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A Small Boycott Amid High Hopes for Emmys on ABC : Television: Execs at CBS, NBC and Fox are staying away to protest the lack of show rotation among networks. But the stars are likely to show up.

September 18, 1993|GREG BRAXTON | TIMES STAFF WRITER

Anyone tuning into Sunday's Emmy Awards telecast on ABC to check out what NBC Entertainment President Warren Littlefield or CBS Entertainment President Jeff Sagansky is wearing is bound to be disappointed.

Executives at CBS, NBC and Fox are boycotting the Emmys this year to express their anger over the four-year, exclusive telecast agreement signed this year between ABC and the Academy of Television Arts & Sciences. They had expected to be part of an agreement in which the event would rotate among all four networks.

But, unlike a 1980 boycott by members of the Screen Actors Guild and the American Federation of Television and Radio Artists, who were on strike at the time, this protest probably will not be evident to viewers. The networks have not sought to keep stars or program writers, producers and directors from attending the ceremony at the Pasadena Civic Auditorium (which will be seen on tape-delay here at 8 p.m., Channels 7, 3, 10 and 42).

The biggest effect of the boycott is economic. The networks not telecasting the event usually buy up to 100 tickets each to the ceremony (at $300 apiece this year). They also place ads in the academy's Emmy Magazine touting their nominees. But Fox, CBS and NBC are not doing either this year.

"The lack of advertising did hurt the magazine--we lost about $70,000 on that," said James Loper, executive director of the television academy. But ticket sales for the Emmy ceremony and the dinner-dance afterward are almost at capacity, he said.

"Offsetting the economics is the amount in license fees and expenses that ABC is spending--about $2 million more over the next four years than had we gone along with the network rotation," Loper said.

The license fee for the ceremony generally ranges from $2.5 million to $2.7 million, he said.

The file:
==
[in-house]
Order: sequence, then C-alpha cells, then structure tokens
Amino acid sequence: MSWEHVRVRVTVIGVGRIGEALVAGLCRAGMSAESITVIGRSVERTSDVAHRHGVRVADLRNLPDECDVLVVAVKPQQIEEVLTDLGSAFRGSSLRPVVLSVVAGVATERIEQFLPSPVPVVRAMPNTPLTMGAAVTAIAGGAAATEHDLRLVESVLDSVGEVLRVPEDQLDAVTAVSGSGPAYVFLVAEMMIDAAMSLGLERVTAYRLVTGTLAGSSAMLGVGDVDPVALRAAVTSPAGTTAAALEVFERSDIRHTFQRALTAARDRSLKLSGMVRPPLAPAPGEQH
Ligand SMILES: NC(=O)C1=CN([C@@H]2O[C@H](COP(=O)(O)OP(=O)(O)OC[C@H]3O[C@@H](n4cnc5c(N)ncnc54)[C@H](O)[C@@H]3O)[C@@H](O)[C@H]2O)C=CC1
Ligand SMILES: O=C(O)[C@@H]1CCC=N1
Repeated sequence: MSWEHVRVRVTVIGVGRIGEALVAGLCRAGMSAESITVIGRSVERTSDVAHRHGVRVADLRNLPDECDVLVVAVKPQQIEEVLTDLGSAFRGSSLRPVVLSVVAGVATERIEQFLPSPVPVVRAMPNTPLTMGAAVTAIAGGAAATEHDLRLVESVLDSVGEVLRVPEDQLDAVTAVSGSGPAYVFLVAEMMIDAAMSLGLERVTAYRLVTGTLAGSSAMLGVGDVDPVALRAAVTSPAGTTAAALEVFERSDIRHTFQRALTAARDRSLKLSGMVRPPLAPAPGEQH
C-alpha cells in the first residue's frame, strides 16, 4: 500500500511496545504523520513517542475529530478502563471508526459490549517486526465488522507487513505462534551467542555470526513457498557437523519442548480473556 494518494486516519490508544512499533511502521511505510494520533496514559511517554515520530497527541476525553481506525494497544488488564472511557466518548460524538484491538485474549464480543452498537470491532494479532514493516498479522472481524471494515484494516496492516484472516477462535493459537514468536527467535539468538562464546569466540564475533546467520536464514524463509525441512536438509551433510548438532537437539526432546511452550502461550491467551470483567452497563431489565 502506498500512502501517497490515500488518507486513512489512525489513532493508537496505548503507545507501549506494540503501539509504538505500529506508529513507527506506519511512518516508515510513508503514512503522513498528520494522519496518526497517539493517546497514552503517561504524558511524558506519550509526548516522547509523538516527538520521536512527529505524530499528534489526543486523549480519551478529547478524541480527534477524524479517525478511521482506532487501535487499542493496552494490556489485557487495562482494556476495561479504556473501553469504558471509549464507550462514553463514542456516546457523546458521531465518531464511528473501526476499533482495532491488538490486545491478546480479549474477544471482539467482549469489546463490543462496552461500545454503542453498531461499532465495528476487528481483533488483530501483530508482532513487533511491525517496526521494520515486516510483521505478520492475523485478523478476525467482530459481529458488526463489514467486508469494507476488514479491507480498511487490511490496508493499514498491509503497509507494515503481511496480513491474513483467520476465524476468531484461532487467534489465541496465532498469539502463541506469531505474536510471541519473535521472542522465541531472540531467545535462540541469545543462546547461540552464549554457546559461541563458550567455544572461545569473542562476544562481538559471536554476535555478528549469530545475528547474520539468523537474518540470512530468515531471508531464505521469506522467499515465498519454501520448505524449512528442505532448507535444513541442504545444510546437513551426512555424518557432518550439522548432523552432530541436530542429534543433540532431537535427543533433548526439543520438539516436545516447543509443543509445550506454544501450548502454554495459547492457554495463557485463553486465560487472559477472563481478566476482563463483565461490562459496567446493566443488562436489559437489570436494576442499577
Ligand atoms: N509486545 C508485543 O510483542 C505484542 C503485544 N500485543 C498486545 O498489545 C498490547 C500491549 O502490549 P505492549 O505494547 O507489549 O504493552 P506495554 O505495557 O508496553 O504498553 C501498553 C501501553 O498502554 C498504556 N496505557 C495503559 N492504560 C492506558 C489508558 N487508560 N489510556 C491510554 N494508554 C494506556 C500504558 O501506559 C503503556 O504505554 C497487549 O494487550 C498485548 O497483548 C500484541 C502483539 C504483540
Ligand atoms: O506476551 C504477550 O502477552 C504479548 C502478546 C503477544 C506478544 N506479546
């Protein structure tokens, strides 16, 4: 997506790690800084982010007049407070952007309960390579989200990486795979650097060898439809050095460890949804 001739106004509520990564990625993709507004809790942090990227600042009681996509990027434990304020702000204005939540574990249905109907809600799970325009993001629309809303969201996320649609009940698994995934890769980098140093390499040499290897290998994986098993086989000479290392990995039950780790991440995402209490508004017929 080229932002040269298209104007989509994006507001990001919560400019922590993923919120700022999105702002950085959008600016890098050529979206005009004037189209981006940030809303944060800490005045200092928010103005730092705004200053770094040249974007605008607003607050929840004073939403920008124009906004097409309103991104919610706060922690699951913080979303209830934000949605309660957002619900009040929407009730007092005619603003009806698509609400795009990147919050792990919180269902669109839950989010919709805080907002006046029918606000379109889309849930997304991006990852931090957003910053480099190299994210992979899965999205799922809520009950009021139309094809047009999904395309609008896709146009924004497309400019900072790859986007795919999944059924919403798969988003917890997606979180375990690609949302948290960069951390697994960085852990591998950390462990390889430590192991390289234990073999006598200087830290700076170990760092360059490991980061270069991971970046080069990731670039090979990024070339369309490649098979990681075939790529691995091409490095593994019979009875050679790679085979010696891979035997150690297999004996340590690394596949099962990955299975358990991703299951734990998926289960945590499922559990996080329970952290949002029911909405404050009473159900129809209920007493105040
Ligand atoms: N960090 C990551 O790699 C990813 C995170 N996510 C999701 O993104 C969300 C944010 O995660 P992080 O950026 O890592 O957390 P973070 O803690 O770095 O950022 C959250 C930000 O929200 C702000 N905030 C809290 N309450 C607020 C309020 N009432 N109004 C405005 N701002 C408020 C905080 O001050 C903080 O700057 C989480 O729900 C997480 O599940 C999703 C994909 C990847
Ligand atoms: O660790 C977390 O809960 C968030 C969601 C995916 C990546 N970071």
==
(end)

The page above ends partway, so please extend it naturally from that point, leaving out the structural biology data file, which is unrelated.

Don Micsher, executive producer of the telecast, does not expect the boycott to cloud the ceremony, and he is hoping other controversies don't mar the proceedings. Last year's Emmys drew criticism because of its political tone, as numerous celebrities used the proceedings as a forum to respond to the furor raised by then-Vice President Dan Quayle when he blasted the fictional character of Murphy Brown for having a child out of wedlock.

"There doesn't seem to be as much focus on controversy this year as there was the last year," Mischer said. Nevertheless, he has written a letter to all presenters and nominees asking them to "represent the industry well" and to keep their remarks brief.

Adding a bit of additional insurance for decorum, Mischer hopes, will be hostess Angela Lansbury. "Angela will set a tone of integrity," he said.

Highlights of this year's ceremony will include segments looking back on the season, Mary Tyler Moore taking a look at the last episodes of long-running series, and a tribute to miniseries.

Mischer is also hoping to trim some of the fat out of the awards ceremony, which usually runs more than three hours. Four fewer awards--27 instead of 31--will be presented during the telecast, and there will be only single presenters instead of two, eliminating the need for banter.

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